Home > Preview
The flashcards below were created by user
on FreezingBlue Flashcards.
What are intentional torts?
Involve intentional, rather than merely careless, conduct.
What is assualt?
Defendant intentionally causes the plaintiff to reasonably believe that offensive bodily contact is imminent.
Is assualt based on bodily contact?
Can it be considered assualt if the plaintiff reasonably believed that bodily contact would occur?
For sure yo.
Does the plaintiff have to believe that bodily contact was imminent for assualt?
You know it home slice.
Can an assualt occur if the plaintiff wasn't afraid of harm?
Aye aye cappy-tan! It is enough that the defendant threatened some from of offensive contact.
What is battery?
Consists of bodily contact.
Is it considered battery if the defendant causes a knife or bullet to touch the plaintiff?
You know it.
Is every form of contact offensive?
No... polite contact is fine.
Just don't kiss someone against their wishes.
Is there a general tort of invasion of privacy?
Nope. It is really hard to get that tort.
What is false imprisonment?
When a person is confined within a fixed area without justification.
Do you have to been in a prision for it to be considered false imprisionment?
No. You can be locked in a room, trapped in a car, set adrift on a boat. As long as you cannot easily escape.
Is physical force necessary for false imprisionment?
No, the detention may be psychological.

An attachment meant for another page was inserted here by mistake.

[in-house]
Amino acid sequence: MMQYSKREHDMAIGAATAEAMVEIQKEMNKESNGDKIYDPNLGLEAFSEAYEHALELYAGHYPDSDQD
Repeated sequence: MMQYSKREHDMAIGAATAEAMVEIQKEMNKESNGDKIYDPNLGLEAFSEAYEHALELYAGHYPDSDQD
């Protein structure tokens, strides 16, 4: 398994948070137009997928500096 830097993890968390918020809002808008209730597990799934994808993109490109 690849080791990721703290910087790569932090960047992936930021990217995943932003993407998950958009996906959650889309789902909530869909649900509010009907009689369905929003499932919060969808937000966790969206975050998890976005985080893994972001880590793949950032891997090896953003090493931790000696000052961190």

What is malicious procecution?
When the defendant improperly causes the plaintiff to be prosecuted.
When is there an authority to make an arrest by a police officer?
When anyone is reasonably suspected of:
1. being in the act of committing a crime or
2. having committed a serious crime in the past.
When is there an authority to make an arrest by a private citizen? (Security guards)
Only if a crime is actually being committed by the suspect.
What is tresspass to land?
When the defendant improperly interferes with the plaintiff's land.
Can it be considered trespass if the person has elgal authority to be on a property?
Well... um... maybe... no.
What are 4 complete defences?
What is consent?
If a person voluntarily agrees to experience an interference with their body, land, or goods.
Can consent be express or implied?
What is legal authority?
Provides a person with a lawful right to act in a certain way.
What is self-defense?
The right to protect oneself from violence and the threat of violence.
What is a necessity?
The defendant's actions were justified by an emergency.
What are the two partial defences?
2. Contributory negligence
What is provocation?
Words and actions that would case a reasonable person to lose self-control.
What is contributory negligence?
When the plaintiff is partially responsible for the injury that the defendant tortiously caused.
What would you like to do?
Home > Flashcards > Print Preview